Bordering on Aggression, Floyd W. Rudmin

Voyageur, 1993, 192 pages, C$14.95 tpb, ISBN 0-921842-09-0

An American invasion of Canada has long been a favorite topic for humor writers. While no one would seriously question the military superiority of the United States of America versus Canada’s mostly figurative military forces, it’s hard to imagine why the Americans would do such a thing. Canada and the States have been good buddy-friend nations for so long that the mere thought of a war between the two countries is enough to elicit giggles. US invading Canada (or the reverse) spawned one comedy film, CANADIAN BACON, and at least a few hundred “humorous” web pages.

But Floyd W. Rudmin is dead serious when he discusses the subject in Bordering on Aggression, a book examining motives, plans and means by which the US could, if it was so inclined, take military control of Canada.

The first myth that Rudmin destroys is the so-called long-standing friendship between the two countries. As most alert Canadian high-schoolers remember from their history course, Americans invaded Canadian soil in 1812 and again decades later during the Fenian insurrections. But Rudmin digs deeper in American military archives and starts uncovering detailed invasion plans all the way through middle twentieth century, the latest date at which such documents were declassified.

Why invade Canada? Well, if ever the northern neighbours get a bit uppity about selling their natural resources at a fair price, then the US might take away what it needs. If that’s too unsubtle for you, just consider that in the event of Quebec independence, the US might take steps in order to protect its borders by pre-emptively securing trouble areas. If that wasn’t enough, just consider the old Manifest Destiny doctrine…

Paranoid? Rudmin would rather maintain that he’s well informed. A large section of Bordering on Aggression details the military build-up at Fort Drum, ideally positioned to unleash a strike at the Canadian heartland. Rudmin argues at length that the official mission of the base makes no sense but is ideally suited to Canadian invasion.

A lot of what Rudmin advances does fall under the “contingency” header. Somehow, I’d worry more about a US military that does not plan for all situations, including trouble in Canada. But, as could be expected, Rudmin maintains that US preparations go well beyond simply planning…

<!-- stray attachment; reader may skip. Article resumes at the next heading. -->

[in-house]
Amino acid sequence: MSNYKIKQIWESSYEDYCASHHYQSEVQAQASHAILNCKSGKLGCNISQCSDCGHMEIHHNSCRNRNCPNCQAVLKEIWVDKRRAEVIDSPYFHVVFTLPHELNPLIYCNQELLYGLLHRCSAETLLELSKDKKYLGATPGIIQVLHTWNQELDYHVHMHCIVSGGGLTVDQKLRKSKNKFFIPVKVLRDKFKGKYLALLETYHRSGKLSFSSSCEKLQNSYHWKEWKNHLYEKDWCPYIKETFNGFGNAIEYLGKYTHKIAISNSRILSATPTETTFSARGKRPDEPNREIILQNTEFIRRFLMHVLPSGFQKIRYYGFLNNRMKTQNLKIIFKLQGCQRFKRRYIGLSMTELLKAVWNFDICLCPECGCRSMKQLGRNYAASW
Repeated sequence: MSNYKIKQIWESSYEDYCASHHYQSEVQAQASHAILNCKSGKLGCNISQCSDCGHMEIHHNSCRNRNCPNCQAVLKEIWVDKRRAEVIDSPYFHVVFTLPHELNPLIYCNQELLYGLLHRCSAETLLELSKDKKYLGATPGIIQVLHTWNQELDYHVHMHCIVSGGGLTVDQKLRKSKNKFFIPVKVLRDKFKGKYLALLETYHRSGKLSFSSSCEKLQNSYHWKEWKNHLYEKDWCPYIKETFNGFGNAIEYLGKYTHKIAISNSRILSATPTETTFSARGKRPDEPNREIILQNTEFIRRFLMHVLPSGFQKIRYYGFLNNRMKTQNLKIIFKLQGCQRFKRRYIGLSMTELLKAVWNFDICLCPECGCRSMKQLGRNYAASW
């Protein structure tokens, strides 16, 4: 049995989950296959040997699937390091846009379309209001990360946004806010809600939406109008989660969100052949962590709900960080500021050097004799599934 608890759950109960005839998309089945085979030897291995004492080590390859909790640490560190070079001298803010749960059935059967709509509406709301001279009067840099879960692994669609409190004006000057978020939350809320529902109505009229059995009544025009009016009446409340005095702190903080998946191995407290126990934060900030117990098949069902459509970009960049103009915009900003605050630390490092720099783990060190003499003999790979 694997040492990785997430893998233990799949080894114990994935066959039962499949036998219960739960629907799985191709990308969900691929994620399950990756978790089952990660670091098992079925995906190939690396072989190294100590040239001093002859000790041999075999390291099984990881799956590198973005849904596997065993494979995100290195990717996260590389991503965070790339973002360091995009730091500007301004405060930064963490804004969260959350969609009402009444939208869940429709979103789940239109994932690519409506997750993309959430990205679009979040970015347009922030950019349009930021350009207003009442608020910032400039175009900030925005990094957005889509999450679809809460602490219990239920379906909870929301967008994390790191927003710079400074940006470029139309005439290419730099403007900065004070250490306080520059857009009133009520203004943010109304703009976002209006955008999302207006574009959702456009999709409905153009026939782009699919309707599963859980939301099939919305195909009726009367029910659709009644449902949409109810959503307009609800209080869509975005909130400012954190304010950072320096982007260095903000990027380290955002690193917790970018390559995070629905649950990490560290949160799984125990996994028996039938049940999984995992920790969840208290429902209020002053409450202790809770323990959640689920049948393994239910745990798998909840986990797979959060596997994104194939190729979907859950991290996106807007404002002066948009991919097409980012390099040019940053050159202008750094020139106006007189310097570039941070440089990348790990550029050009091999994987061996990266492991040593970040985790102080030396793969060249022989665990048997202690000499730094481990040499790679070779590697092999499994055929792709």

While the above premise may still sound completely implausible, the book does a good job of developping the concept. Rudmin has included many sources and even though his sensationalistic bias is obvious, he should be able to instill a flicker of doubt in any reader’s mind. He’s most adept at anticipating criticism, though: He begins the book by warning us against the giggle factor inherent in discussing the subject, later stating flatly that “ridicule has historically been the technique favoured to dismiss concern” [P.179] Rudmin’s insistence to protect himself against almost all objections often make his argumentation seem somewhat defensive, but it also defuses many of the point that smart-alecky reviewers such as myself might be tempted to make.

Even the ultimate concern is addressed: While most Canadian would welcome the news of American military preparations with a fatalistic shrug (“What can we do anyway?”), Rudmin cleverly concludes his book by suggesting that all Canadians learn Civilian Nonviolent Defence, a set of passive strategies designed to promote civil disobedience and economic sabotage. Rudmin suggests that such strategies worked previously in Denmark, India and Eastern Europe, so why not do the only sensible thing left to us? It’s an intriguing conclusion to an interesting book.

Even if you’re not overly swept away by Rudmin’s thesis, the book appears too well-researched to be dismissed easily, and in any case makes several interesting points, independent to its main argument. The historical sections by themselves are fascinating. Worth a critical look.

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